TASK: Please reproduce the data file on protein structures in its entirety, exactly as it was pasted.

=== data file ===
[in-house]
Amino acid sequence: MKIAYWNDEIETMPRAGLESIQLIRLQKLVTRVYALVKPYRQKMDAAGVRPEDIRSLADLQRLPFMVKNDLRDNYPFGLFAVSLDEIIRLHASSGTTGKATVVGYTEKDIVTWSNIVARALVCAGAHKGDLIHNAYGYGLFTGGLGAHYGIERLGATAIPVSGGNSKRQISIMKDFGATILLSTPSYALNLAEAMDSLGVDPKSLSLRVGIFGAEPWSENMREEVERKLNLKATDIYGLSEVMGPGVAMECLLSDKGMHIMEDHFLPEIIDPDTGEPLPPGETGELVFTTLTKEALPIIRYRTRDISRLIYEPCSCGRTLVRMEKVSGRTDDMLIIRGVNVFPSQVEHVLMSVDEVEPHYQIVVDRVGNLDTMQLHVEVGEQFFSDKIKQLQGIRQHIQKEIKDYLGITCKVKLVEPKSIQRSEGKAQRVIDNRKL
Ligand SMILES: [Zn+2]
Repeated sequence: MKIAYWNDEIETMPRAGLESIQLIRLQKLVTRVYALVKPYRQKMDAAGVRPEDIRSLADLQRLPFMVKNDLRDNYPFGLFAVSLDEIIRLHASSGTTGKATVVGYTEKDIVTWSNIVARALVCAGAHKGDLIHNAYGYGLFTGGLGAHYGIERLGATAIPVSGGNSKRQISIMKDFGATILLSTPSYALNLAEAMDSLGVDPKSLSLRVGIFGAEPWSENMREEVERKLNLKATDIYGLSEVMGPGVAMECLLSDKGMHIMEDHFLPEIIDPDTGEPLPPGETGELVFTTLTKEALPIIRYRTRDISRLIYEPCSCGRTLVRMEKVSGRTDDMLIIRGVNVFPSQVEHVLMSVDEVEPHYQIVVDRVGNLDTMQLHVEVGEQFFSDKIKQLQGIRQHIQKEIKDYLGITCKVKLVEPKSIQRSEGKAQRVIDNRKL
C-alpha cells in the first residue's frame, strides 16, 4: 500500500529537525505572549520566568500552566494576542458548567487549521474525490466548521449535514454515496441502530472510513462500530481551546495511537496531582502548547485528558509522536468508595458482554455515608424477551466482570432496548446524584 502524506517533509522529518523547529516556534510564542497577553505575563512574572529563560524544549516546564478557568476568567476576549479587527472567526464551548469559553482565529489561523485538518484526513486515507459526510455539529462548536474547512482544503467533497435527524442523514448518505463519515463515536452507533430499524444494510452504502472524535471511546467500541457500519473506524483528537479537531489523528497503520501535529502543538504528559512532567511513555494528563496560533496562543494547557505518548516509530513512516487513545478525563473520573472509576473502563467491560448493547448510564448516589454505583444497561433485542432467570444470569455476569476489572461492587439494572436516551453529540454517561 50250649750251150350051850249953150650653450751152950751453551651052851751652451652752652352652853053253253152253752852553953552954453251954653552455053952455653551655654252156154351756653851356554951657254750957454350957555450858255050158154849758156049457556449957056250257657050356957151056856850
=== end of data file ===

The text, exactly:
[in-house]
Amino acid sequence: MKIAYWNDEIETMPRAGLESIQLIRLQKLVTRVYALVKPYRQKMDAAGVRPEDIRSLADLQRLPFMVKNDLRDNYPFGLFAVSLDEIIRLHASSGTTGKATVVGYTEKDIVTWSNIVARALVCAGAHKGDLIHNAYGYGLFTGGLGAHYGIERLGATAIPVSGGNSKRQISIMKDFGATILLSTPSYALNLAEAMDSLGVDPKSLSLRVGIFGAEPWSENMREEVERKLNLKATDIYGLSEVMGPGVAMECLLSDKGMHIMEDHFLPEIIDPDTGEPLPPGETGELVFTTLTKEALPIIRYRTRDISRLIYEPCSCGRTLVRMEKVSGRTDDMLIIRGVNVFPSQVEHVLMSVDEVEPHYQIVVDRVGNLDTMQLHVEVGEQFFSDKIKQLQGIRQHIQKEIKDYLGITCKVKLVEPKSIQRSEGKAQRVIDNRKL
Ligand SMILES: [Zn+2]
Repeated sequence: MKIAYWNDEIETMPRAGLESIQLIRLQKLVTRVYALVKPYRQKMDAAGVRPEDIRSLADLQRLPFMVKNDLRDNYPFGLFAVSLDEIIRLHASSGTTGKATVVGYTEKDIVTWSNIVARALVCAGAHKGDLIHNAYGYGLFTGGLGAHYGIERLGATAIPVSGGNSKRQISIMKDFGATILLSTPSYALNLAEAMDSLGVDPKSLSLRVGIFGAEPWSENMREEVERKLNLKATDIYGLSEVMGPGVAMECLLSDKGMHIMEDHFLPEIIDPDTGEPLPPGETGELVFTTLTKEALPIIRYRTRDISRLIYEPCSCGRTLVRMEKVSGRTDDMLIIRGVNVFPSQVEHVLMSVDEVEPHYQIVVDRVGNLDTMQLHVEVGEQFFSDKIKQLQGIRQHIQKEIKDYLGITCKVKLVEPKSIQRSEGKAQRVIDNRKL
C-alpha cells in the first residue's frame, strides 16, 4: 500500500529537525505572549520566568500552566494576542458548567487549521474525490466548521449535514454515496441502530472510513462500530481551546495511537496531582502548547485528558509522536468508595458482554455515608424477551466482570432496548446524584 502524506517533509522529518523547529516556534510564542497577553505575563512574572529563560524544549516546564478557568476568567476576549479587527472567526464551548469559553482565529489561523485538518484526513486515507459526510455539529462548536474547512482544503467533497435527524442523514448518505463519515463515536452507533430499524444494510452504502472524535471511546467500541457500519473506524483528537479537531489523528497503520501535529502543538504528559512532567511513555494528563496560533496562543494547557505518548516509530513512516487513545478525563473520573472509576473502563467491560448493547448510564448516589454505583444497561433485542432467570444470569455476569476489572461492587439494572436516551453529540454517561 50250649750251150350051850249953150650653450751152950751453551651052851751652451652752652352652853053253253152253752852553953552954453251954653552455053952455653551655654252156154351756653851356554951657254750957454350957555450858255050158154849758156049457556449957056250257657050356957151056856850